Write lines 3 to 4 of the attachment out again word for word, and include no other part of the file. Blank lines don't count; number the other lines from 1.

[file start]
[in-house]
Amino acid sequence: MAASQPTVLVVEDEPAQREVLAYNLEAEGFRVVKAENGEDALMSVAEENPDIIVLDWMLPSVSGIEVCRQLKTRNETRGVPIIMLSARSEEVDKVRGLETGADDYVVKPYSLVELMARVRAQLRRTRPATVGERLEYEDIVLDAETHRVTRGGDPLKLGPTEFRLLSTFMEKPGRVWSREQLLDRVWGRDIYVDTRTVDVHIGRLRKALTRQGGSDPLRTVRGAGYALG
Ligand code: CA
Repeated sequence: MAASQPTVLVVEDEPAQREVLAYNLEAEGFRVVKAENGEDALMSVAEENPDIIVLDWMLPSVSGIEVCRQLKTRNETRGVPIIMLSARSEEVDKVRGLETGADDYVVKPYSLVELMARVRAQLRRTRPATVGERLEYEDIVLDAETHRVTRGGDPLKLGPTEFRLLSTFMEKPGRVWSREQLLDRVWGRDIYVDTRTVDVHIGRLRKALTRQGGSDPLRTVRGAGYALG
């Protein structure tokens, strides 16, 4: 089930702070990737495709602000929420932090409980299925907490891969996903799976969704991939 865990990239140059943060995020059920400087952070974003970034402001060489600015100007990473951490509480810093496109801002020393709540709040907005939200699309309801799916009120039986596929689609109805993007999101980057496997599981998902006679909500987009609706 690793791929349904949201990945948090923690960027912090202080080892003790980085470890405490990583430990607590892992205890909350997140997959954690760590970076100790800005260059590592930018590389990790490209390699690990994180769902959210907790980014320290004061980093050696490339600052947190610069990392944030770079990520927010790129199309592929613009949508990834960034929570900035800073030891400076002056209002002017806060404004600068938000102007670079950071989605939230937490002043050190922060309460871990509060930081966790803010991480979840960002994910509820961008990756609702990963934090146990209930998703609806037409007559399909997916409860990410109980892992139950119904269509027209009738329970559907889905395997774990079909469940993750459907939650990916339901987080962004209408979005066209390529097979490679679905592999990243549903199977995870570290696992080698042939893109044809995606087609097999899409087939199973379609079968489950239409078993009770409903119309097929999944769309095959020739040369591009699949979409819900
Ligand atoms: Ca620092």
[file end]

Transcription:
Ligand code: CA
Repeated sequence: MAASQPTVLVVEDEPAQREVLAYNLEAEGFRVVKAENGEDALMSVAEENPDIIVLDWMLPSVSGIEVCRQLKTRNETRGVPIIMLSARSEEVDKVRGLETGADDYVVKPYSLVELMARVRAQLRRTRPATVGERLEYEDIVLDAETHRVTRGGDPLKLGPTEFRLLSTFMEKPGRVWSREQLLDRVWGRDIYVDTRTVDVHIGRLRKALTRQGGSDPLRTVRGAGYALG